Blackthorn is an ominous word. It conjures images of pain and darkness, the brambles in Sleeping Beauty, or perhaps a pretentiously named manor house in a Gothic romance. The plant itself, prunus spinosa, also called sloe, is native to northern and central Europe, though it has long been grown in eastern North America. It bears its name due to the inch-long thorns it produces alongside snowy white blooms and later, bitter purple-black drupes which can be used to make sloe gin.
While I myself can be somewhat prickly at times, and therefore am naturally attracted to things that might sting (see also: bees), the choice of Blackthorn is actually related to the Celtic festival Imbolc, also known as St. Brigid’s Day. Traditionally, the celebration begins around sundown on January 31 and lasts through sunset on February 1, which happen to be the two days that separate Adam’s birthday and mine. The holiday was likely less fixed in time in the ancient past, but it coincided with the start of the lambing and kidding season, with the start of spring cleaning, and the blooming of the blackthorn, one of the earliest-blooming plants of spring. Imbolc is one of the four seasonal festivals of the Celts, the others being Beltane (May Day), Lughnasadh (which happens on August 1), and Samhain (aka Halloween). It is also no coincidence that the name I chose for my tiny homestead pays homage to the farm where I discovered my love for agriculture.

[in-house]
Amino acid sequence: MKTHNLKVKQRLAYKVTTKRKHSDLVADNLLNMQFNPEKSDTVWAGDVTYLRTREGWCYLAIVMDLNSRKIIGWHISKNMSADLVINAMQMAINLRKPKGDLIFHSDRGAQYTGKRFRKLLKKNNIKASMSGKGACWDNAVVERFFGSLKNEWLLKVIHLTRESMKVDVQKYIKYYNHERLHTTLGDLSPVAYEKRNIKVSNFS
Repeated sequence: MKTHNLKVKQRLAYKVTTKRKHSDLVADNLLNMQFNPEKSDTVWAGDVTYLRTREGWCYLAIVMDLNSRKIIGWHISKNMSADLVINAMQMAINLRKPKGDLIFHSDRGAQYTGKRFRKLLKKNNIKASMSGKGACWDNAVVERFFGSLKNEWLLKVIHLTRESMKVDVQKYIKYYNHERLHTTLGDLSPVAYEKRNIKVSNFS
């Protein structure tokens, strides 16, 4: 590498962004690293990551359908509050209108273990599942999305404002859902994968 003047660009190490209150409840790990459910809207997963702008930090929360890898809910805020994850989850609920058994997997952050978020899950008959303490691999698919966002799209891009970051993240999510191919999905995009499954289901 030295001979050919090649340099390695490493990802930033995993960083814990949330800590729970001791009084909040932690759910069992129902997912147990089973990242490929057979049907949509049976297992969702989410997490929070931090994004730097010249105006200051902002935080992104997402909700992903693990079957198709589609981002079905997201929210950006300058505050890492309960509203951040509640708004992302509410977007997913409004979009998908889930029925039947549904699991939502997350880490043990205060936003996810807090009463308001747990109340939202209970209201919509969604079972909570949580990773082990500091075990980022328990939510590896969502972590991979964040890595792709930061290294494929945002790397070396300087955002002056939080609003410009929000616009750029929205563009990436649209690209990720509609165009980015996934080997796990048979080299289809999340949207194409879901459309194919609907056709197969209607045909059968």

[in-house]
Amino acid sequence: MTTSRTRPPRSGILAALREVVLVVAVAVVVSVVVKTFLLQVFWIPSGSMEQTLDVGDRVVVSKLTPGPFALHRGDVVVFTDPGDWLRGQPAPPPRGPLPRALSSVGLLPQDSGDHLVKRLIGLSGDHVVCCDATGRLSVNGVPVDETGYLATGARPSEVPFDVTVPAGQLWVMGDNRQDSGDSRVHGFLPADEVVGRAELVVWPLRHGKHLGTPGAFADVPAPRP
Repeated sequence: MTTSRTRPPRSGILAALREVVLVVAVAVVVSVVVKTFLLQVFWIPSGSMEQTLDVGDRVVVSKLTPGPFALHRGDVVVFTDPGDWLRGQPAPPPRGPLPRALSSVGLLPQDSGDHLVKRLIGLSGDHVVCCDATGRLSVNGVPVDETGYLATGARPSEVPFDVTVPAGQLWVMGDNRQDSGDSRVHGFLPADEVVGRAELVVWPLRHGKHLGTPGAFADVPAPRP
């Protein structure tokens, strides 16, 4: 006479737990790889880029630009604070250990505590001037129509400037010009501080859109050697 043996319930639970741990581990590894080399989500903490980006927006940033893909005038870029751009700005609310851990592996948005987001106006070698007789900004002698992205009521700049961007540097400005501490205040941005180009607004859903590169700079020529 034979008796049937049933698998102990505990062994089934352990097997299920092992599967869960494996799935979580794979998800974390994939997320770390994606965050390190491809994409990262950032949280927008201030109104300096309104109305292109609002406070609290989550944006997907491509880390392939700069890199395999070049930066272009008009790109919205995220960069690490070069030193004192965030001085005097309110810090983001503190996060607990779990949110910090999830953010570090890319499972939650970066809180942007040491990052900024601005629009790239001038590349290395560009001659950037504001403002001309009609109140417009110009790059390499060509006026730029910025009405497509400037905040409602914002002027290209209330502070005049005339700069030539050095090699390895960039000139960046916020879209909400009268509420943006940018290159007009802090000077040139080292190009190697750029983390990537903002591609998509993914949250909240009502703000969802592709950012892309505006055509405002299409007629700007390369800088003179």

No blackthorns currently grow on our property, but that is soon to change. And while I don’t consider myself a neopagan or Wiccan who might be inclined to celebrate the aforementioned festivals, I am definitely not above trying my hand at sloe gin. And as many know, we all get a little religion after a bit of gin.